Amazon will continue to focus on value and convenience for its customers going into the fourth quarter.
Following a weaker holiday sales forecast compared with other years as consumers try to save money, e-retailing giant Amazon is also taking actions to tighten its belt during these uncertain economic times.
“We aim to strike the right balance between investing for our customers for the long-term while driving operational efficiency improvements and accomplishing more with less,” noted Brian Olsavsky, Amazon’s SVP and CFO, during a financial call detailing the company's third quarter, ended Sept. 30.
Amazon CEO Andy Jassy said that the company is encouraged by the steady progress it's making on lowering costs in its stores' fulfillment network. He also mentioned a set of initiatives that Amazon is methodically working through to yield a stronger cost structure for the business moving forward.
As its third quarter progressed, Amazon saw moderating sales growth across many of its businesses. The retailer expects these impacts to persist throughout the fourth quarter as various factors weigh on people's wallets.
“But we know the consumers when they're looking for good deals, and that positions us well,” said Olsavsky.
In the third quarter, Amazon saw net income decrease to $2.9 billion, or 28 cents per diluted share, compared with $3.2 billion, or 31 cents per diluted share, in third quarter 2021.
Net sales increased 15% to $127.1 billion in the third quarter, compared with $110.8 billion in third quarter 2021. North America segment sales increased 20% year over year to $78.8 billion.
Operating income decreased to $2.5 billion in the third quarter, compared with last year's $4.9 billion. The North America segment operating loss was $0.4 billion, compared with last year's operating income of $0.9 billion.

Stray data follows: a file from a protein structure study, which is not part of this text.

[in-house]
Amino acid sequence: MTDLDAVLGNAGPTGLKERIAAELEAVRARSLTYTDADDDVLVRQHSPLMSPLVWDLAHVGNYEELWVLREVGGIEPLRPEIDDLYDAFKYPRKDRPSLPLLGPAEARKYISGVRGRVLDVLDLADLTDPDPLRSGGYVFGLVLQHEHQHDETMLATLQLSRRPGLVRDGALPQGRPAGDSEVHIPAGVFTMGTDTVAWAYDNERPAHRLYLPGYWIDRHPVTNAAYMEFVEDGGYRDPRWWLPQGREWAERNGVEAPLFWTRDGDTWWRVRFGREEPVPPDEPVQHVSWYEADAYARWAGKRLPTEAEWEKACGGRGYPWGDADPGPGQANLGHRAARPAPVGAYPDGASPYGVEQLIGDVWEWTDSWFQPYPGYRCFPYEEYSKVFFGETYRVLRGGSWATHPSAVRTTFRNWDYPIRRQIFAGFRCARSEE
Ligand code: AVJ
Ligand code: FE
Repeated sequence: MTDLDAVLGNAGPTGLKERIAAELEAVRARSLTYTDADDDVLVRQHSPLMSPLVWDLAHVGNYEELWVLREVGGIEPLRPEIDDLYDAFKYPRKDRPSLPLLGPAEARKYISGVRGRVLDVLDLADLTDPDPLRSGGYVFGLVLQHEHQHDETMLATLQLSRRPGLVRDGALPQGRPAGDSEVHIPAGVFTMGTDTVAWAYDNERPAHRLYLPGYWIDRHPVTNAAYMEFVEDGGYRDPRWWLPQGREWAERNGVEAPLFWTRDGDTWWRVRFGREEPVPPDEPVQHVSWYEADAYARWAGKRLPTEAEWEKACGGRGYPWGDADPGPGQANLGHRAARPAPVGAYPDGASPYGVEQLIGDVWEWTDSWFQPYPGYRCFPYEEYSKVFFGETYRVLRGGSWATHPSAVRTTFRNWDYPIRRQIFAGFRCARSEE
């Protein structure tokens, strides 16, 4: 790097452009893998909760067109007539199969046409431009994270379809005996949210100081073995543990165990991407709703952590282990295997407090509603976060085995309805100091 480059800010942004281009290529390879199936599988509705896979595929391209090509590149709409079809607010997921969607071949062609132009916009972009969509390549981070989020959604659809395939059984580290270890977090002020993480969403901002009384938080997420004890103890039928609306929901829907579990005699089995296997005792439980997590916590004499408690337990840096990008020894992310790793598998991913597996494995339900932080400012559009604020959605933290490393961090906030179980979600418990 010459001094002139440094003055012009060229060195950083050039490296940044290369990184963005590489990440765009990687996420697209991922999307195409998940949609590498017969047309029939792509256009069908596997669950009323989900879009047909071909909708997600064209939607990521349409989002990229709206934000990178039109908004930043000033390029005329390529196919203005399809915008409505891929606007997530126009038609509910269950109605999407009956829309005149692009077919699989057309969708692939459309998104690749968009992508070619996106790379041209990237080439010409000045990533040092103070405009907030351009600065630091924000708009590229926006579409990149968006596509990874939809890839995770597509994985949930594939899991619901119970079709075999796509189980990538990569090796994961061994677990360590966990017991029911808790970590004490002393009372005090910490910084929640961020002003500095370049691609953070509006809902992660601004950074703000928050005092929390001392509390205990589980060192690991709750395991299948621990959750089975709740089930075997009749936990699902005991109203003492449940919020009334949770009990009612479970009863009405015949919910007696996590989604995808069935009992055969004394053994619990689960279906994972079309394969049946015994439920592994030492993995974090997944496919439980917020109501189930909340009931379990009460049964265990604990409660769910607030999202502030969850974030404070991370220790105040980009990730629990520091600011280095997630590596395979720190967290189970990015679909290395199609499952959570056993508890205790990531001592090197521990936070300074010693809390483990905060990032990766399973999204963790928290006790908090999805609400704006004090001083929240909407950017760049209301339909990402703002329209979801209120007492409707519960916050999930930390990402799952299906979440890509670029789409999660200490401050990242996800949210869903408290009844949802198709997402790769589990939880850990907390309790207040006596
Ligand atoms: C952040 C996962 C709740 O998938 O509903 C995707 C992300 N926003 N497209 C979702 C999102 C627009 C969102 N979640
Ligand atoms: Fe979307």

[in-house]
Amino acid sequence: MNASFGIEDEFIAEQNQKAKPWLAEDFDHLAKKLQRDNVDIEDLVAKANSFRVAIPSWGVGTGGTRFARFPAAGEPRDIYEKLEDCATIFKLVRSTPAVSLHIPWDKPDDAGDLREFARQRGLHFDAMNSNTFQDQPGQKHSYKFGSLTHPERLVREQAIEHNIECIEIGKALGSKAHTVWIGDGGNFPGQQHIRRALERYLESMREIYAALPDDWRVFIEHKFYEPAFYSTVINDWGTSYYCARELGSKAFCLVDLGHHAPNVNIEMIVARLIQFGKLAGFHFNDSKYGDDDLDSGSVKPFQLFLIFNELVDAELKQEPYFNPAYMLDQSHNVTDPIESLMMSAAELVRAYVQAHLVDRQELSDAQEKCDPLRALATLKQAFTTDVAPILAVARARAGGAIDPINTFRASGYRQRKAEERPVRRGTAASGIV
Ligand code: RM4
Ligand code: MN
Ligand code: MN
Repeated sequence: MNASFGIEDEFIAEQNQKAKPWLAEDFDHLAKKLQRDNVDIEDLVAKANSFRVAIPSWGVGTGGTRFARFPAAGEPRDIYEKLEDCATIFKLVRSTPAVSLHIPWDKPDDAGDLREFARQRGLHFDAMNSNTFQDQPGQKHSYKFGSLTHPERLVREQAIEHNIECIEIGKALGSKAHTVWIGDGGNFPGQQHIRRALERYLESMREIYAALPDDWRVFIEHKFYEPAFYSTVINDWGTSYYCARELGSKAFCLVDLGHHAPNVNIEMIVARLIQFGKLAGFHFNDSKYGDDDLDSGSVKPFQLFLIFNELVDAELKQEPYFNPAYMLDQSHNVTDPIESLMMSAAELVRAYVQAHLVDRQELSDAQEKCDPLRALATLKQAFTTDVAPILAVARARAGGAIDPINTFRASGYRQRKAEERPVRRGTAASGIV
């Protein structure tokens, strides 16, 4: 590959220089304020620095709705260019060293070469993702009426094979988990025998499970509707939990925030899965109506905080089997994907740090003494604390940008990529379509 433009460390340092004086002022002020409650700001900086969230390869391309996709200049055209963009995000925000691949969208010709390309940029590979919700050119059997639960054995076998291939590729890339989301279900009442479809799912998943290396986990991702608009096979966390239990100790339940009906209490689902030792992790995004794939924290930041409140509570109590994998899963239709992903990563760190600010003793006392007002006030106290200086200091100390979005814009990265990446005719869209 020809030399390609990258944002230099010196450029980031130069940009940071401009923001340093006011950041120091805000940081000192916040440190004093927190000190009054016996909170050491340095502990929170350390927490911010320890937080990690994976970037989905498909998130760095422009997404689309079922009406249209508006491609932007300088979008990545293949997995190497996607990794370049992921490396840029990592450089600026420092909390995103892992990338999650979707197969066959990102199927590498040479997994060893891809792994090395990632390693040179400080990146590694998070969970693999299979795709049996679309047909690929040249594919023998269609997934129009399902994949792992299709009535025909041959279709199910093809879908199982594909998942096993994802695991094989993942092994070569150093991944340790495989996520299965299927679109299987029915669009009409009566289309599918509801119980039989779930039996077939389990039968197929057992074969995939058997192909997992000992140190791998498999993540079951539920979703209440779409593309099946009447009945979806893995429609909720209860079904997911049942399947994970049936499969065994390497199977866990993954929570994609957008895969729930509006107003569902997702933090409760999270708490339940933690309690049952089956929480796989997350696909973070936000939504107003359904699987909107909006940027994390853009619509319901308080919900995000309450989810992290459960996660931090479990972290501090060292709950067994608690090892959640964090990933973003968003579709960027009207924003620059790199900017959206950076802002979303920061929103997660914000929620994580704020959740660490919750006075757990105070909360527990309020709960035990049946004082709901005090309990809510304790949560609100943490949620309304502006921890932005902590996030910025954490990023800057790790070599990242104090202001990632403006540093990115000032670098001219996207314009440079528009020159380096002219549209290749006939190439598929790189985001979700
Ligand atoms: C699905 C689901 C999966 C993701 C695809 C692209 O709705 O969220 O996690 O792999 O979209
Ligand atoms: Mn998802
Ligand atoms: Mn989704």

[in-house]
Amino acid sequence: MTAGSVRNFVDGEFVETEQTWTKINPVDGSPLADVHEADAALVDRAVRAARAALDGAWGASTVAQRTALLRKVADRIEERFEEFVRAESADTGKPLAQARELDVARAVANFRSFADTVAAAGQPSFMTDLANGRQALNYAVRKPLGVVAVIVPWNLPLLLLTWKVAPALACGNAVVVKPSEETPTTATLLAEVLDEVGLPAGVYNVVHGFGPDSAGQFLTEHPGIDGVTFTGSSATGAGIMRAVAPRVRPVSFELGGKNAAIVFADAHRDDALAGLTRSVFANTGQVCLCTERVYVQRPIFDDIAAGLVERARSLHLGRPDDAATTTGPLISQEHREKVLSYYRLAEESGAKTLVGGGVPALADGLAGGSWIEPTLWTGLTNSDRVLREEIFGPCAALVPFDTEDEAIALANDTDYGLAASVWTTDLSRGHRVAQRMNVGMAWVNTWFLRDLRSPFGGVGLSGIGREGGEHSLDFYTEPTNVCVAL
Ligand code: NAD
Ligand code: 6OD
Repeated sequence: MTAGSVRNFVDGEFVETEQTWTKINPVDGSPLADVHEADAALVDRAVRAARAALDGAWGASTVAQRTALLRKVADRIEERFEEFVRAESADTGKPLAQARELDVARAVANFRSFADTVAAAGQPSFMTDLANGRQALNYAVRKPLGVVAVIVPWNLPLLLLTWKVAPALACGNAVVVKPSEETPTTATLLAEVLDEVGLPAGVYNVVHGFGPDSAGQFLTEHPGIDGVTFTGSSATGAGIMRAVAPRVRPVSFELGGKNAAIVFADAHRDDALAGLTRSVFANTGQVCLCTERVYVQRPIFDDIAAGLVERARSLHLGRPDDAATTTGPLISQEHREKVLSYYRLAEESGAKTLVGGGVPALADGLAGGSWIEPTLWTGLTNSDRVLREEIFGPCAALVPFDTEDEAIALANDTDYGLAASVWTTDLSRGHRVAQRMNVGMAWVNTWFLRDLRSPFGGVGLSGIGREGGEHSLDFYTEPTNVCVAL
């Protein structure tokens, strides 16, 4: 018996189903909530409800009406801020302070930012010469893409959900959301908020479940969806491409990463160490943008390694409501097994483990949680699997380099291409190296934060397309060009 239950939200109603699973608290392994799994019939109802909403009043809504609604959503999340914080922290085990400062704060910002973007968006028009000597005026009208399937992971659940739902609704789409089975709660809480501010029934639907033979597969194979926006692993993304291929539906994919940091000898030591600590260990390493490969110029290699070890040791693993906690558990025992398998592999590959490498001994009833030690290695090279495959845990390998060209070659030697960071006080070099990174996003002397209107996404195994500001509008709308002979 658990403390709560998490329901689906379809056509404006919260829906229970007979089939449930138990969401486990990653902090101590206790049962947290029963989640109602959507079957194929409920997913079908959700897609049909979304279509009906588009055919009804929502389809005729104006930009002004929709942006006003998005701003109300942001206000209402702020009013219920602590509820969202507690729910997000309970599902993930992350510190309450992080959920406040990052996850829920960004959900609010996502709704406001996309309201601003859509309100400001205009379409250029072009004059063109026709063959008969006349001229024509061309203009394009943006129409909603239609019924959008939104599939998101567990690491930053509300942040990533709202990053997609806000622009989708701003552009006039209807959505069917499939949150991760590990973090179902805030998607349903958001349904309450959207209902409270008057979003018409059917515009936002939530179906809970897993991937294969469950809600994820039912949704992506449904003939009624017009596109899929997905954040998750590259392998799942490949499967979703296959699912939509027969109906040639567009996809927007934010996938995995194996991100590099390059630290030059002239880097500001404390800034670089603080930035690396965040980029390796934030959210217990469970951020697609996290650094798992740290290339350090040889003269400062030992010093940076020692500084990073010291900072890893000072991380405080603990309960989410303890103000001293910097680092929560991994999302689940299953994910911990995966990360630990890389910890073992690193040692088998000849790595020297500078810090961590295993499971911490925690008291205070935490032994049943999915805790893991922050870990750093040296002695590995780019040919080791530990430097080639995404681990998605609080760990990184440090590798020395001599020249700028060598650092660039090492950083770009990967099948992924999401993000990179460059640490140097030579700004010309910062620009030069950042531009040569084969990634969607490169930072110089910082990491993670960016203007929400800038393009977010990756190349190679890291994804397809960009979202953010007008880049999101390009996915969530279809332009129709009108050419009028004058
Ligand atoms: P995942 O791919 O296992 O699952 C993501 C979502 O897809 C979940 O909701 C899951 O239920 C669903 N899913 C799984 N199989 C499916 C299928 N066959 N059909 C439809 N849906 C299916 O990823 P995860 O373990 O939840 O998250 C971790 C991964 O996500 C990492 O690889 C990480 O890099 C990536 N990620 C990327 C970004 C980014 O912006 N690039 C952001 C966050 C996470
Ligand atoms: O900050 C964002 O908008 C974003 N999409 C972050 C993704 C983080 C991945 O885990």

Operating cash flow dropped 27% to $39.7 billion for the trailing 12 months, compared with last year's $54.7 billion.
When faced with an uncertain economy, Amazon said that customers tend to double down on companies that they believe have the best customer experience and that take care of them the best. “And that is where our efforts remain focused,” Olsavsky said.
Some of the customer experience improvements that Amazon recently made include introducing the first-ever Prime Early Access Sale, opening a dozen new fulfillment centers to serve more customers more quickly, continuing to work on protecting customers from fake reviews through legal action against fake-review brokers, and rolling out Venmo as a new payment option, giving customers more choice during the checkout experience.
Amazon has also improved customer experience at the retail level. During the third quarter, the company continued to collaborate with retailers and stadiums to equip their locations with Just Walk Out technology for checkout-free shopping and Amazon One for palm recognition and payment. These technologies are available in such places as Lumen Field, in Seattle and a Hudson Nonstop at Dallas Fort Worth International Airport. Amazon also continued to roll out Amazon One at Whole Foods Market stores, with the technology now available at more than 65 stores in California.
Looking ahead, Amazon stressed that its financial guidance could be affected by many factors, among them uncertainty regarding the impacts of the COVID-19 pandemic, fluctuations in foreign exchange rates; changes in global economic and geopolitical conditions and customer demand and spending, including the impact of recessionary fears; inflation; interest rates; regional labor market and global supply chain constraints; world events; online commerce; and cloud services.
For its fourth quarter 2022 guidance, Amazon expects net sales between $140.0 billion and $148.0 billion, or growth between 2% and 8% compared with fourth quarter 2021. This guidance anticipates an unfavorable impact of approximately 460 basis points from foreign exchange rates.
Operating income is expected to be between $0 and $4.0 billion, compared with $3.5 billion in fourth quarter 2021.
“There is obviously a lot happening in the macroeconomic environment, and we'll balance our investments to be more streamlined without compromising our key long-term, strategic bets,” said Jassy. “What won't change is our maniacal focus on the customer experience, and we feel confident that we're ready to deliver a great experience for customers this holiday shopping season.”
Seattle-based Amazon is No. 2 on The PG 100, Progressive Grocer’s 2022 list of the top food and consumables retailers in North America.